We Fight For You After A Truck Accident
Trucking is a trillion-dollar-plus industry that accounts for roughly 8% of our nation’s Gross Domestic Product (GDP). This industry is vital for our economy, providing countless jobs and bringing millions of products to market on a daily basis. If you or someone close to you was injured or killed in a truck accident, you may have a right to compensation.
At the Pack Law Group, we have extensive experience representing individuals injured in trucking accidents in Virginia. Our lawyers have in-depth knowledge of this area of the law, and we are aggressive advocates on behalf of each client we serve.
Your Options If Injured In An Accident With A Commercial Truck
After an accident with a commercial truck, you have a few different options for recovering compensation for your losses, which will no doubt total into the tens or hundreds of thousands of dollars. These include:
- File a claim with your health insurance company. If you have medical bills, the clear option for having these medical bills paid is to file a health insurance claim. If you later receive a settlement from another party, your health insurance company maintains the right to repayment via subrogation rules.
- File a claim against the trucking company’s insurance. Another option, and typically the best option if the trucking company or truck driver was to blame for your crash, is to file a liability insurance claim against the trucking company’s insurance. This type of claim will mirror that of a standard automotive claim.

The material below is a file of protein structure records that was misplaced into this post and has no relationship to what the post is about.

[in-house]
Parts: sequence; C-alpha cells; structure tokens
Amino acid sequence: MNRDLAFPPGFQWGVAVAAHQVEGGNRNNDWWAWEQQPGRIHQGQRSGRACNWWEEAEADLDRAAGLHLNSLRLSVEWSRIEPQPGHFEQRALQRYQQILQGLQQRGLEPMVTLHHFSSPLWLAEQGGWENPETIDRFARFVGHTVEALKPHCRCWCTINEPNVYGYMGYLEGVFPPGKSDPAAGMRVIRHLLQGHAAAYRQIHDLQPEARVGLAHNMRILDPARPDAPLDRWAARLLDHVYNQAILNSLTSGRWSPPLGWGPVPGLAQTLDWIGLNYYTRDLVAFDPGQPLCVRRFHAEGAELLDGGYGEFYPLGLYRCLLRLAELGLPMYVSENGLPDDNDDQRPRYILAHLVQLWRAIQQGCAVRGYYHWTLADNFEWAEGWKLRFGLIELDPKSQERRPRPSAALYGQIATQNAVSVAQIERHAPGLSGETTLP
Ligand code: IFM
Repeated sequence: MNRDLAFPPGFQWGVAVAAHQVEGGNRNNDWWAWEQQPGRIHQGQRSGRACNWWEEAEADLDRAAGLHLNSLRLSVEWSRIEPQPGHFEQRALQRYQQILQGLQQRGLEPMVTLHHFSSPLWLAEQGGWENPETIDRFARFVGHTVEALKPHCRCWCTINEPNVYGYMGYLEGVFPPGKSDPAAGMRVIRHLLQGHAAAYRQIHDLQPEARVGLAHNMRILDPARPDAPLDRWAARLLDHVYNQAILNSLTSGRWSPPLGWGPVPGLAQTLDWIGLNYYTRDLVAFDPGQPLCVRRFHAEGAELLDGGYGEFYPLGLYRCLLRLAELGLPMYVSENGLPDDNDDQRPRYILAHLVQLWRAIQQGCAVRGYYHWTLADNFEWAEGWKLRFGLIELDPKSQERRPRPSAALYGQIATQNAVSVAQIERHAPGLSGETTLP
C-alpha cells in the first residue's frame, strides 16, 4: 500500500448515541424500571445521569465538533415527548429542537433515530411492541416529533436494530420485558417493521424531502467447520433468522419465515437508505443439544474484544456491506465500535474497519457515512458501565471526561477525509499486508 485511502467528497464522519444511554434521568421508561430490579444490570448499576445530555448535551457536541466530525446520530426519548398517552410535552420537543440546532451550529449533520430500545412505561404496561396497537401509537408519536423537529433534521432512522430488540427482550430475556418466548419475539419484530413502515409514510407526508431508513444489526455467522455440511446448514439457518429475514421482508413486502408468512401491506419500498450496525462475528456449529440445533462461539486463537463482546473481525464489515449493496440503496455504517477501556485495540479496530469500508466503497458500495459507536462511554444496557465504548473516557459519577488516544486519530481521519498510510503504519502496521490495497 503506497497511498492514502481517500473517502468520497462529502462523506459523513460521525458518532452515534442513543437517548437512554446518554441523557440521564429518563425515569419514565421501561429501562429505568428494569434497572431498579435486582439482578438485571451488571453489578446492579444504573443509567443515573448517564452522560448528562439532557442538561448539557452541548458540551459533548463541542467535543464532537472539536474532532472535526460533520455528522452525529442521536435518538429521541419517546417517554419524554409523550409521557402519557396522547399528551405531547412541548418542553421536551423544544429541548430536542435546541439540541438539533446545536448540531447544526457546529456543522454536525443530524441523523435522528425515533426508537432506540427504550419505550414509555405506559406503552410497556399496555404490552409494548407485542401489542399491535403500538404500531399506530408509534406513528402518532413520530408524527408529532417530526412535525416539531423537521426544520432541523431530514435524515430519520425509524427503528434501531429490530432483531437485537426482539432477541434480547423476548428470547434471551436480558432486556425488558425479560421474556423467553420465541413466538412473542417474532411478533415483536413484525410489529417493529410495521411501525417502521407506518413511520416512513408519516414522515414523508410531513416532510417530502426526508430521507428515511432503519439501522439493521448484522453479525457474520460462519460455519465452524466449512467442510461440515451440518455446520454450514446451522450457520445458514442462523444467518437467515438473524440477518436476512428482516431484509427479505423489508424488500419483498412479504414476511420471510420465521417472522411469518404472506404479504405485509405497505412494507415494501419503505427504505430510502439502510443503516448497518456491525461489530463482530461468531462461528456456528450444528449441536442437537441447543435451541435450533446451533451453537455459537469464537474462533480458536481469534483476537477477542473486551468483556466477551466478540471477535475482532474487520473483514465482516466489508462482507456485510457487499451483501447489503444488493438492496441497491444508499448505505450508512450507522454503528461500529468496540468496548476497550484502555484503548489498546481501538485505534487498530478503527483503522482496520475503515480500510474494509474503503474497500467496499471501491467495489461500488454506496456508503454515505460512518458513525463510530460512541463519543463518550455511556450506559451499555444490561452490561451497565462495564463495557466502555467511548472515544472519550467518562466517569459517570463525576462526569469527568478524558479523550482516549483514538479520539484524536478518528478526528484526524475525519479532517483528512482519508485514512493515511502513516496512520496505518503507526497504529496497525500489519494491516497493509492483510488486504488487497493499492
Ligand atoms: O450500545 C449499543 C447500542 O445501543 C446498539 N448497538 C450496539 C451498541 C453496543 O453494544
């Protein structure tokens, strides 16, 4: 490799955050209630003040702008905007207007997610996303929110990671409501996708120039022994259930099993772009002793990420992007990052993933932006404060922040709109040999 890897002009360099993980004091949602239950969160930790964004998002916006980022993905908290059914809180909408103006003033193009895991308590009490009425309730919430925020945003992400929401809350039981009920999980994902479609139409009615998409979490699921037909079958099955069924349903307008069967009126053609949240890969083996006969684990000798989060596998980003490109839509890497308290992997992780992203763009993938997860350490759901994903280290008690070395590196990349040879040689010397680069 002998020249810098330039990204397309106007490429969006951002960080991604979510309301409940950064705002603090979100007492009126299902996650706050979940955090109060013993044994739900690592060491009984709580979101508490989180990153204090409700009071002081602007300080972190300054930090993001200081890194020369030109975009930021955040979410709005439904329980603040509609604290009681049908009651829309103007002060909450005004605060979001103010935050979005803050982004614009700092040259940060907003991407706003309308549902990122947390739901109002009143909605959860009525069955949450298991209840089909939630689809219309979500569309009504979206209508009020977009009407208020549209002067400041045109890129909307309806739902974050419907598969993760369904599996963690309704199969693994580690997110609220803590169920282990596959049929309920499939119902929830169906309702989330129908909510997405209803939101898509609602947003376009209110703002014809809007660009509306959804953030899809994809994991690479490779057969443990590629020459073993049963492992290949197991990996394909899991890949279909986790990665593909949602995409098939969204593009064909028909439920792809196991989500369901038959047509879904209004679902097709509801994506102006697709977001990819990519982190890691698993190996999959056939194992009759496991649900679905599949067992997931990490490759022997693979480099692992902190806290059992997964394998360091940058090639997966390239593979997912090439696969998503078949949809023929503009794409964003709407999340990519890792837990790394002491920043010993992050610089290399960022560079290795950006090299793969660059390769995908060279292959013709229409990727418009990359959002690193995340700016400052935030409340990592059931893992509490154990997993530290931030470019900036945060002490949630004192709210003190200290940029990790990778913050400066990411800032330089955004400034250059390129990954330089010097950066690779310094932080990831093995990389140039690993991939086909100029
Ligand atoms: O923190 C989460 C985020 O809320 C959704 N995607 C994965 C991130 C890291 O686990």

- File a claim against your own vehicle insurance policy. In the event that you carry certain insurance types and certain criteria are satisfied, filing a claim against your own car insurance company may be appropriate.
- File a lawsuit. Your last option for recovering compensation after a serious truck accident is to file a lawsuit directly against the at-fault party, such as the truck driver, the trucking company, or a third party, such as the truck manufacturer. Filing a lawsuit is typically an option reserved as a last resort in the event that insurance settlement negotiations fail.
You should speak to your attorney about whether or not bringing forth litigation is appropriate.
Dealing With Insurance Adjusters Following A Truck Accident
Getting caught off-guard by an insurance adjuster is perhaps the worst way to start any conversation with an insurance company. If they get hold of you before you’ve had time to think about what you want to say, you run a serious risk of damaging your case by giving them more information than you need to.
There are only a few possible outcomes if you insist on talking to the other party’s insurance adjuster. The most likely scenario is that you will inadvertently give them some information that they can use to decrease or deny your settlement. You may be surprised to find out that the “fair settlement” they offer you won’t even cover your medical bills, much less your lost income or pain and suffering. Even worse, you might find out that they are completely denying responsibility for the accident and are unwilling to offer you anything.
Why Do So Many Truck Accidents Occur?
Trucking is a highly regulated industry, and there are numerous requirements those in the industry must follow to ensure their safety and the safety of others on the road. Unfortunately, these rules and regulations are frequently violated.
There are several possible reasons trucking accidents occur, some of the most common causes include: